UK house prices rocket 25% in tourist hotspots

Increase threatens to price younger and lower-paid workers out of the market

Annual house price growth rose by as much as 25 per cent in July in tourist hotspots around Britain, according to data from the UK's Office for National Statistics released on Tuesday.

House prices in these popular coastal and rural areas grew at about three times the UK-wide average of 8 per cent.

The places which experienced the most growth were Conwy in North Wales (25 per cent), North Devon (22.5 per cent) and Richmondshire in the Yorkshire Dales (21.4 per cent).

Seven boroughs in London bucked the national trend and recorded annualised house price falls.

The annual picture in July was contrary to the monthly trend which saw UK house prices fall at their steepest rate since 1992.

This fall was an anomaly, however, brought about by the ending of the stamp-duty holiday in June which had created artificially high levels of demand.

Throughout the pandemic, much of this demand has been focused on areas away from urban hubs as prospective house buyers have sought valuable extra space, either as a new main residence or second home.

This trend has resulted in the explosion of house prices in popular coastal and rural areas, with July's 9 per cent annual growth in prices for detached houses a corollary of property's "space race".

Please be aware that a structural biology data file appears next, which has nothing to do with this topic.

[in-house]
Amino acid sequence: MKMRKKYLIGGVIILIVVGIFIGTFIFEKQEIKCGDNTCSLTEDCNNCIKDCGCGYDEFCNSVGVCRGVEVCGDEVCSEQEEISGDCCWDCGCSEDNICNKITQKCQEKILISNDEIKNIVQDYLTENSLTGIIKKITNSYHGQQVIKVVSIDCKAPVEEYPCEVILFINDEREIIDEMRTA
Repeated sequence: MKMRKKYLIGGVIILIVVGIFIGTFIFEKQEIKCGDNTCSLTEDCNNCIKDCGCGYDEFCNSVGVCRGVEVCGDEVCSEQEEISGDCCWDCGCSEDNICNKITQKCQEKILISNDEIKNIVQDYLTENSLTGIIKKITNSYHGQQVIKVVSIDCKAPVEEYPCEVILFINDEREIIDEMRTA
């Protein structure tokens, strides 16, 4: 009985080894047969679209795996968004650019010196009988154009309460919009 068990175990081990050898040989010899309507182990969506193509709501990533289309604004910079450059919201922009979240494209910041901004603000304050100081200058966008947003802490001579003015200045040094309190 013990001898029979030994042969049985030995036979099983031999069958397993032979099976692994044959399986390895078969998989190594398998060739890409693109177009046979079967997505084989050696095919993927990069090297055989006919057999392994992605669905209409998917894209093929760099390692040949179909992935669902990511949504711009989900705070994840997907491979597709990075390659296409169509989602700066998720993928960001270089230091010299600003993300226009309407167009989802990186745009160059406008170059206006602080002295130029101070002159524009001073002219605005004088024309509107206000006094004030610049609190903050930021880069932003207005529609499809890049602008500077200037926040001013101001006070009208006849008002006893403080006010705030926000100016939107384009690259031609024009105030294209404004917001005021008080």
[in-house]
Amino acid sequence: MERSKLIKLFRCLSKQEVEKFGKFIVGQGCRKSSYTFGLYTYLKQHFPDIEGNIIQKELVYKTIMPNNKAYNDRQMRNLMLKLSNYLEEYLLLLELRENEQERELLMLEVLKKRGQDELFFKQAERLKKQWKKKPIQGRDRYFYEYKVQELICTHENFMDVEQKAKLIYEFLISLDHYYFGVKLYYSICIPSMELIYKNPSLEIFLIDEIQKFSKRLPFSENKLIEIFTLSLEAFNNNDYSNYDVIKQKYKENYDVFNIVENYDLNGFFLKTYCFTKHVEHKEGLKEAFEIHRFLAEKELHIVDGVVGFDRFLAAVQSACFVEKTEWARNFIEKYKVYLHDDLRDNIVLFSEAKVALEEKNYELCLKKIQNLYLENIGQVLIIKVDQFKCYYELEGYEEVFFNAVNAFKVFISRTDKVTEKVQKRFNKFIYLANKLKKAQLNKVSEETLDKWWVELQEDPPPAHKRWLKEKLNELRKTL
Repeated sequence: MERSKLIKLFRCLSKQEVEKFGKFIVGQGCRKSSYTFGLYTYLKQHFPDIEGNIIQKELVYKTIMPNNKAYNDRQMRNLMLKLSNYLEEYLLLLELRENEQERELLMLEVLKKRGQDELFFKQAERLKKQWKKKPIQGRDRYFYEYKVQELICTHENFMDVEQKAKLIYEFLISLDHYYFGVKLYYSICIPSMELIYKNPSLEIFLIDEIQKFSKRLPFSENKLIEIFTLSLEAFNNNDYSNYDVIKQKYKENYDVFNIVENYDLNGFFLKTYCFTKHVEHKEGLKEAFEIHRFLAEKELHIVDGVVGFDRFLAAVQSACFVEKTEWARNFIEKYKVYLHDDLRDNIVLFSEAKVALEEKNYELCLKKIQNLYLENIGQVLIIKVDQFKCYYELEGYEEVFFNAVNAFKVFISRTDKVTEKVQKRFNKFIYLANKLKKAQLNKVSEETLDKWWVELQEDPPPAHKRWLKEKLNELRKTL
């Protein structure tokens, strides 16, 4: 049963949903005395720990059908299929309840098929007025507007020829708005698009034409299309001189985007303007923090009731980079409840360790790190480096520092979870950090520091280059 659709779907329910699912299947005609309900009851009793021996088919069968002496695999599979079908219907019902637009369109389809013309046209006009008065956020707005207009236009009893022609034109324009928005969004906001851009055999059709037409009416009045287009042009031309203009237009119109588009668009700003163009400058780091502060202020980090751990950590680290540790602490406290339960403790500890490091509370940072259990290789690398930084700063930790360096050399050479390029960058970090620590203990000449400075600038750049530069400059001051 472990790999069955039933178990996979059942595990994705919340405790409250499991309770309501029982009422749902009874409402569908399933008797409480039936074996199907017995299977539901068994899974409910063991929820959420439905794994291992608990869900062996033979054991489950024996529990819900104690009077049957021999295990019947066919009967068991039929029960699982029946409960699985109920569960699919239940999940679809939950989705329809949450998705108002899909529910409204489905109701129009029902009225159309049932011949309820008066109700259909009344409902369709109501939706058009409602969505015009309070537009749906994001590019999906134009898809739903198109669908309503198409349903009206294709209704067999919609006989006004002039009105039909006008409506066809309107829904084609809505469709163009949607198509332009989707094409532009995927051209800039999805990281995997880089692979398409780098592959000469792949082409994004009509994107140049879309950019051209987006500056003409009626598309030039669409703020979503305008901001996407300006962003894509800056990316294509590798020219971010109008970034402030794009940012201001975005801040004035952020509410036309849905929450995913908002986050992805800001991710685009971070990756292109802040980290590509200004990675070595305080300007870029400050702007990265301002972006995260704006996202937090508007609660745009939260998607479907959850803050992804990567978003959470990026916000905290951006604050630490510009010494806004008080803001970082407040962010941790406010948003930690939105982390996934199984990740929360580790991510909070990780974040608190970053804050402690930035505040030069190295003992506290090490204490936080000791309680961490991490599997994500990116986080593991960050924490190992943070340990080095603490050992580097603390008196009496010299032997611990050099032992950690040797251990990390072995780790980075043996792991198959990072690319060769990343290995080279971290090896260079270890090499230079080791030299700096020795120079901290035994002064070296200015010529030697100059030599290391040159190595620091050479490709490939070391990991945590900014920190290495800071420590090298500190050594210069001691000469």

The coastal rush has also created unusually juxtaposed demographics in such locales.

The ONS's annual income data for 2020 gave the example of Cotswold residents who on average earn 28.7 per cent more than those actually employed in the area.

Young and lower-paid workers priced out

Another consequence of house price inflation in these coastal and rural areas has been the pricing out of younger and lower-paid workers.

For this cohort, the pandemic has dealt a double blow: propelling property prices on a relentlessly upwards trajectory, while at the same time further lowering wages and employment opportunities.

Across the UK, the poorest fifth of workers were more likely than the richest fifth to see a drop in income in the 12 months to March this year, according to the ONS.

Many work in the hospitality sector, which was harshly affected by Covid-19 restrictions. Numerous businesses were forced to place their workers on furlough or even close permanently.

When the furlough scheme was scaled back in July, the sector said up to 500,000 hospitality jobs were at risk

Hospitality is the biggest employer in tourist hotspots, meaning they had among the highest average furlough rates during the pandemic.

South Lakeland and Eden in England's Lake District recorded the highest monthly furlough rates of anywhere in the country in June 2020, at 40 per cent and 39 per cent respectively.

Rental market demand outstrips supply

With suppressed wages and inflated property prices, younger and lower-paid workers have become even more dependent on the rental market.

UK private rents increased by 1.3 per cent in the 12 months to August, according to the ONS, rising to 2 per cent if London is excluded – the only region to record a decrease (4 per cent).

Tourist hotspots were facing supply issues before the pandemic, but with stock being claimed by space seekers and holiday-home makers, the ONS suggests the growth of tenant demand is exceeding the supply of lettings.

A disproportionate number of second homes in these areas exacerbates the problem.

The ONS said on Tuesday that it was too soon to "know the full impact of coronavirus on housing affordability".

Updated: September 28th 2021, 3:35 PM